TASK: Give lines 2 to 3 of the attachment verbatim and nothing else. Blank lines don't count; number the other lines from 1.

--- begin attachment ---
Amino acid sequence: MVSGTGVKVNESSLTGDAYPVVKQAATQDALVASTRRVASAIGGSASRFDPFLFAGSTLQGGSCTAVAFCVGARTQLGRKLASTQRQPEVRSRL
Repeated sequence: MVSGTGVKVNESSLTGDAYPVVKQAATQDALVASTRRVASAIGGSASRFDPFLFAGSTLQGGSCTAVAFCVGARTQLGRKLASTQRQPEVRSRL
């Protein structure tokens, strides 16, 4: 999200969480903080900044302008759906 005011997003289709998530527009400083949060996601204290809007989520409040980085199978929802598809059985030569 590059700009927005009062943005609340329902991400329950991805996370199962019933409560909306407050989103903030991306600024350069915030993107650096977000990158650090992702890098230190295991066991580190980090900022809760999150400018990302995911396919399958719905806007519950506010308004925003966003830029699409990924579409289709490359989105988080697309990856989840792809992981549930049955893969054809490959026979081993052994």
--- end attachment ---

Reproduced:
Repeated sequence: MVSGTGVKVNESSLTGDAYPVVKQAATQDALVASTRRVASAIGGSASRFDPFLFAGSTLQGGSCTAVAFCVGARTQLGRKLASTQRQPEVRSRL
């Protein structure tokens, strides 16, 4: 999200969480903080900044302008759906 005011997003289709998530527009400083949060996601204290809007989520409040980085199978929802598809059985030569 590059700009927005009062943005609340329902991400329950991805996370199962019933409560909306407050989103903030991306600024350069915030993107650096977000990158650090992702890098230190295991066991580190980090900022809760999150400018990302995911396919399958719905806007519950506010308004925003966003830029699409990924579409289709490359989105988080697309990856989840792809992981549930049955893969054809490959026979081993052994």